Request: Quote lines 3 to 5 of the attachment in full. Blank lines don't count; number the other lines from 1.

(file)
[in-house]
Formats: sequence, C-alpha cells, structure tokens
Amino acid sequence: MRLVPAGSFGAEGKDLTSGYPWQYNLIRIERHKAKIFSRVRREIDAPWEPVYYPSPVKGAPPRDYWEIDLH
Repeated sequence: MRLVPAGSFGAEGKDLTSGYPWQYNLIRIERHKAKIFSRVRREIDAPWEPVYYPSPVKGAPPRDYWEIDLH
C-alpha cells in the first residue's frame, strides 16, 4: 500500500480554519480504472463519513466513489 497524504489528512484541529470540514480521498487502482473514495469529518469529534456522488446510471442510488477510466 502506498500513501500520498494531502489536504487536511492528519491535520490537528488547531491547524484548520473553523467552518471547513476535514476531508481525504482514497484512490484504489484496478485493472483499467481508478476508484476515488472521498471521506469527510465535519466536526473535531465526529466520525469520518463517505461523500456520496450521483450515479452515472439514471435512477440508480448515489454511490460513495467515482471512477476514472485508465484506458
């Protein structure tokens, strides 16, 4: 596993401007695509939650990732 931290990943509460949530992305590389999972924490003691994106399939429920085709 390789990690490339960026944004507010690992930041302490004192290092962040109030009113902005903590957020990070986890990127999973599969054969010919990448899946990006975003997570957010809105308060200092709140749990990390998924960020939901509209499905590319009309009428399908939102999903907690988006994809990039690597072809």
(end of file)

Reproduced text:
Amino acid sequence: MRLVPAGSFGAEGKDLTSGYPWQYNLIRIERHKAKIFSRVRREIDAPWEPVYYPSPVKGAPPRDYWEIDLH
Repeated sequence: MRLVPAGSFGAEGKDLTSGYPWQYNLIRIERHKAKIFSRVRREIDAPWEPVYYPSPVKGAPPRDYWEIDLH
C-alpha cells in the first residue's frame, strides 16, 4: 500500500480554519480504472463519513466513489 497524504489528512484541529470540514480521498487502482473514495469529518469529534456522488446510471442510488477510466 502506498500513501500520498494531502489536504487536511492528519491535520490537528488547531491547524484548520473553523467552518471547513476535514476531508481525504482514497484512490484504489484496478485493472483499467481508478476508484476515488472521498471521506469527510465535519466536526473535531465526529466520525469520518463517505461523500456520496450521483450515479452515472439514471435512477440508480448515489454511490460513495467515482471512477476514472485508465484506458